Asking for a little advice

mojosavageNovember 24, 2009

Our family has a 125 acre farm that has always been used to graze cattle. Due to job loss and business loss, we find ourselves looking for other opportunities.

About a year ago I started researching the rooted cuttings/liners business and think it fits in well with our facilities and setup. We have a large barn, ample natural water, and of course lots of space. There is a large wholesale nursery that is next to our property that thrives so I know the potential is there.

The problem is we REALLY need to start and REALLY need to generate some cash flow.

I am looking for advice on the best projects to start now with the quickest return.

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jean001(z8aPortland, OR)

You need advice appropriate to where you live, the community and their wants/needs. Long distance advice in such cases, doesn't work. You need specifics.

Locate the University Extension Service office in your County and ask to speak to an extension agent, possibly called Small Farms Agent, or something similar.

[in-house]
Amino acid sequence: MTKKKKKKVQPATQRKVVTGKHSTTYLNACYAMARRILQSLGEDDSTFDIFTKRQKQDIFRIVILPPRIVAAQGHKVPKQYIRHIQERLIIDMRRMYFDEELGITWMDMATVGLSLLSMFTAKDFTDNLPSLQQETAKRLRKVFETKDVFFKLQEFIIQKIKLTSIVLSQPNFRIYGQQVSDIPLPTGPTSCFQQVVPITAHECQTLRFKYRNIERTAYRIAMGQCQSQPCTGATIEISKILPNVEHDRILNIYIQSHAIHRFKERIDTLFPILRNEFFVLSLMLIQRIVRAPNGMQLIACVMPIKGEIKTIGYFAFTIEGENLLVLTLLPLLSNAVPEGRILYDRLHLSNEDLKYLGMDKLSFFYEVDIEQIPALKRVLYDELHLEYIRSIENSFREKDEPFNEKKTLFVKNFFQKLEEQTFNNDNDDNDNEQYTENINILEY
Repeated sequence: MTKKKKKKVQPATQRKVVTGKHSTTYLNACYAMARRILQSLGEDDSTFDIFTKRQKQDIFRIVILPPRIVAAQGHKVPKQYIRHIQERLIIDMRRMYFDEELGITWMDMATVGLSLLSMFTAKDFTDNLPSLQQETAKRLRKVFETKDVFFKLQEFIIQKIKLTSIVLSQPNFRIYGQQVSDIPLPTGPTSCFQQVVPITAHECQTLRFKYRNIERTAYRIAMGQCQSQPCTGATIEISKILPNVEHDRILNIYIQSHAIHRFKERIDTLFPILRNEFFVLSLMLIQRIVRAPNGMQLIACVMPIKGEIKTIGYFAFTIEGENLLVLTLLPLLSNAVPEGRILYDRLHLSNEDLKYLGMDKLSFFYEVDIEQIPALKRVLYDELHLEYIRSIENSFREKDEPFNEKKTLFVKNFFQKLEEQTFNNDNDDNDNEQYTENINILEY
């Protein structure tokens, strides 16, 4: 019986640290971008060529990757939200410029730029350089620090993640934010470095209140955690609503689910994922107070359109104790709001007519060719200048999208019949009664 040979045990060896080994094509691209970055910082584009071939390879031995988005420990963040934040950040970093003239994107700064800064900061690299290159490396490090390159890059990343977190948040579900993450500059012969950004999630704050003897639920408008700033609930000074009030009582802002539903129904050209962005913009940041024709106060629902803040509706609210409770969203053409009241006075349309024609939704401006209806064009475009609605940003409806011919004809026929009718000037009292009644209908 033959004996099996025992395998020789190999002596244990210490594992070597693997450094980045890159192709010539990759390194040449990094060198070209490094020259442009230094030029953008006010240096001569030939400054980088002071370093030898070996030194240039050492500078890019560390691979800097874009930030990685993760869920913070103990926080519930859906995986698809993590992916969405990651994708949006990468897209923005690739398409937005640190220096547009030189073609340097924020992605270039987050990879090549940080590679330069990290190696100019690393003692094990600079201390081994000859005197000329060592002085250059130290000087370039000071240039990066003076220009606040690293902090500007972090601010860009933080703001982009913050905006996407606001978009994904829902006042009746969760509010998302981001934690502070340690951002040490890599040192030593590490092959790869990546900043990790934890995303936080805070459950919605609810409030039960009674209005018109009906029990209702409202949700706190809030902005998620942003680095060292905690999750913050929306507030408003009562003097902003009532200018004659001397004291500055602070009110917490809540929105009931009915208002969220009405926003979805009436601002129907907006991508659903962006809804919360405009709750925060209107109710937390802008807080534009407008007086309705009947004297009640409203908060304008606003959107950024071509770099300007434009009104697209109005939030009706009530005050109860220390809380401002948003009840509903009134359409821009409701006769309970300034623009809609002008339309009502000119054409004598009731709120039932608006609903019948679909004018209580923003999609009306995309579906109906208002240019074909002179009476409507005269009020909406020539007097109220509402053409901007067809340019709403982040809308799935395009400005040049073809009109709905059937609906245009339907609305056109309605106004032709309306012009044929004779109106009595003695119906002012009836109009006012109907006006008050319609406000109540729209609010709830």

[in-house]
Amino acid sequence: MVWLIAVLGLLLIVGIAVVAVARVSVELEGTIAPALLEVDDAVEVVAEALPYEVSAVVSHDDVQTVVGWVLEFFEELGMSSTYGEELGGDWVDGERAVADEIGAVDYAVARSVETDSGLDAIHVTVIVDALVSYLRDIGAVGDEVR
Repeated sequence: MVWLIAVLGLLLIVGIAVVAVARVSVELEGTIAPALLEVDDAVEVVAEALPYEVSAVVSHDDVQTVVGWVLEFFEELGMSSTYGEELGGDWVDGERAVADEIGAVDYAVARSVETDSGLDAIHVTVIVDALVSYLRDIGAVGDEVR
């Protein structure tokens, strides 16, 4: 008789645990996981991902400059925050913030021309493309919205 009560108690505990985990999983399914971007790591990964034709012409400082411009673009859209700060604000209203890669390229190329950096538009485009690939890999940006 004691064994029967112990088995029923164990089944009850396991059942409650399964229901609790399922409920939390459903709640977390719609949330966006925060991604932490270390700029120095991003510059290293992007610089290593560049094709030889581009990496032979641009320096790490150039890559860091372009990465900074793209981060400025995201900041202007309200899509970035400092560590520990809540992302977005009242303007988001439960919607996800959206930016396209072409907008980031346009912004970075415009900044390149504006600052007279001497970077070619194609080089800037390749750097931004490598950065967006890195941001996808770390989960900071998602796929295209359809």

That said, the agent who can best help you may be regional (serving a number of counties in your state) rather than serve only your county.

    Bookmark   November 25, 2009 at 1:28AM
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Good advice. There is of course a need for suitable structures and equipment. So you will have a cash outlay right up front. I think the future of small farms lay in enterprises like this and transitioning over to niches. Hopefully you have some background in growing. The actual propagation isn't rocket science, but you need to have your finger on the culture, nutrition and plant diseases. There is also a tightening on propagation licensing since when I first got into growing.